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Online Safety Cindy Gallop Hacking

‘Don’t I know you?’ – How delegates were tricked into believing they had met old friends at The Drum Live


By The Drum Team, Editorial

July 30, 2014 | 6 min read

Abundance embraced the ‘live’ element of The Drum Live like no one else, involving the attending audience in a live privacy experiment. Here we look at how the innovation company is blurring the line between research and creativity, and how it duped five unsuspecting delegates using freely available online information.

“The speaker is not who he says he is. He doesn’t work at Abundance. He’s never worked in marketing. And he’s never met the five ‘old friends’ he’s just invited up on stage with him,” interrupts a woman, springing urgently to her feet, unannounced, from the audience. WTF?

Suddenly everyone has prised themselves away from their mobiles and the frantic sound of conference tweeting grinds to a halt. Their gaze is now firmly fixed on the stage and they’re wondering if someone’s chosen The Drum Live to make an ill-timed protest.

The woman on her feet is Debi Bester, co-founder of innovation company Abundance. She takes the mic and explains that the speaker she’s just interrupted is an actor. “This is a live experiment which explores privacy in a digital world,” explains Bester.

The actor has forensically researched every one of his ‘old friends’ (actually just five unsuspecting conference delegates) using freely available information on the internet to find out everything about them: where they work, their date of birth and even their mother’s maiden name. In fact, he’s researched everything a fraudster might like to know. Roll VT.

The five delegates who’ve had the pleasure of meeting the actor know what’s coming. Jaws drop. Heads fall into hands. As the video plays we see hidden camera footage of the actor in conversation with the delegates, all shot and edited by film production company Oliver’s Island in less than five hours. The audience begins to realise what’s been going on.

During the course of The Drum Live, the actor has been using the revealing personal information he’s garnered from the internet to convince five perfect strangers that they’re old friends. “Hey, we met at Glastonbury last year,” he says brazenly as he walks up to one. “Gosh, I haven’t seen you since we went to York Uni,” he says to another.

Deftly weaving the facts into his patter, he solicits even more personal information from each one over coffee. “Yeah, I went out with that guy called Mark,” offers up one lady. “It’s the big three-o coming up soon,” confesses another.

Watching the footage of the morning’s events back, the ‘old friends’ are incredulous and the audience riveted. As the video of the actor’s exploits comes to a close, Chris Ward, joint founder of Abundance, joins Bester on stage and explains that the experiment the audience has just witnessed is part of an ongoing research programme and creative campaign. “It demonstrates the power of collapsing the traditional lines behind ‘research’ and ‘creativity’, so that the research becomes the campaign,” he says.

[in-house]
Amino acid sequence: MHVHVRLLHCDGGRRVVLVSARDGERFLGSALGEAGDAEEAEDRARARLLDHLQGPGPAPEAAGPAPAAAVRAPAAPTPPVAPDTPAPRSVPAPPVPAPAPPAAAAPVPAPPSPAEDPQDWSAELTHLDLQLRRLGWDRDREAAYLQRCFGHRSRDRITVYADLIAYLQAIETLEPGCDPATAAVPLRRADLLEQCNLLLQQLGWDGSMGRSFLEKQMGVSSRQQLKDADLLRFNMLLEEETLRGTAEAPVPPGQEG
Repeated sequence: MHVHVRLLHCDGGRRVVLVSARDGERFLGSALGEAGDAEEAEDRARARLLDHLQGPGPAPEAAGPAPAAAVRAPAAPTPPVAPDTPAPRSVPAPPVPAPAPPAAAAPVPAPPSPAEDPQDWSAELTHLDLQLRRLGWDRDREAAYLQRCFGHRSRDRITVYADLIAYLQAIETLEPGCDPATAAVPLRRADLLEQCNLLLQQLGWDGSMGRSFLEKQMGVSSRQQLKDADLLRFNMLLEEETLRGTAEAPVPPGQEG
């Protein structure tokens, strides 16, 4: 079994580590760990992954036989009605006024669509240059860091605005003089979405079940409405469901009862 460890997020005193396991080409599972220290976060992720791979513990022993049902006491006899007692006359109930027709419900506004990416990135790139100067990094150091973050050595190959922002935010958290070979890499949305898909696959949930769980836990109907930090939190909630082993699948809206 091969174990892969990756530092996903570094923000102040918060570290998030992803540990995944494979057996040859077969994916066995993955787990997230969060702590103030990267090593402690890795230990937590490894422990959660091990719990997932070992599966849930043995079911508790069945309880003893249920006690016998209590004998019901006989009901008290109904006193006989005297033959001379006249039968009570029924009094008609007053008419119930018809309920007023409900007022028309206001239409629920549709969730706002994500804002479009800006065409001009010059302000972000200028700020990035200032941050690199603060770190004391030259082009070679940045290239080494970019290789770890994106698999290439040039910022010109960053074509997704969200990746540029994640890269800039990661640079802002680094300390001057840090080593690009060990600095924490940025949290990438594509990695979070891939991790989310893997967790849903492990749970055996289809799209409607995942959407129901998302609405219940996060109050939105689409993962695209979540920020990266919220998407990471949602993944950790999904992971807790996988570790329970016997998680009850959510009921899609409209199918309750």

So why the ‘Privacy Experiments’? Ward tells us that, six months before, Experian briefed Abundance to help “refine, test and launch a new product that helps ordinary people protect their identity online”.

Abundance didn’t approach the brief in what Ward calls the “traditional, old-fashioned and expensive way” (read clinical research, ivory-tower creative and a big ‘ta-dah’ launch). Instead, it embraced a new way of working – a way of working that Abundance is pioneering and getting great results from.

At the heart of this new way is a new maxim: “the campaign starts on day one of the research”. And behind that are some new principles, namely: one, put people at the heart of the project (“people inside the client company, from NPD, research and marketing teams to senior management, even detractors… and people outside the company, from prospects to customers, even press and influencers”); two, develop the product in a series of live research experiments (“experiments conducted with real people, in the real world, in real-time”); and three, create the campaign in parallel with the research (“capture the experiments and turn the raw materials, real people and rich stories into powerful multi-platform campaigns”).

Asked the benefit of this approach to clients, Ward claims: “It’s faster. It’s leaner. It’s based on test-and-learn so there’s less risk. It’s more cost-effective. It takes all the internal stakeholders with the project. It converts sceptics and detractors in the company. And it harnesses the media and influencers.”

Most critically though, he says, it delivers “more value for their customers – and more valuable customers for the business”.

“They may start out as research participants, but they go on to become stars of the campaign. Of course they’re eager to buy the product so become customers. And because they believe they inspired the product, they become brand advocates, selling the product so our client needs to spend less on advertising. And the most engaged go on to become partners in innovation, keen to work into the future to improve, test and share ever better versions of the product.”

With this ambitious experiment, Abundance not only proved that we all need to be more vigilant about what we share online, but that embracing the power of real people and the real world in real-time can lead to great results.

Oh, and how did Abundance get its slot at The Drum Live? By sending a letter to our very own editor Gordon Young from an ‘old friend’.

You can watch the experiment video below.

This article was first published in The Drum Live issue on 23 July – find out more and get your hands on a copy here.

Online Safety Cindy Gallop Hacking

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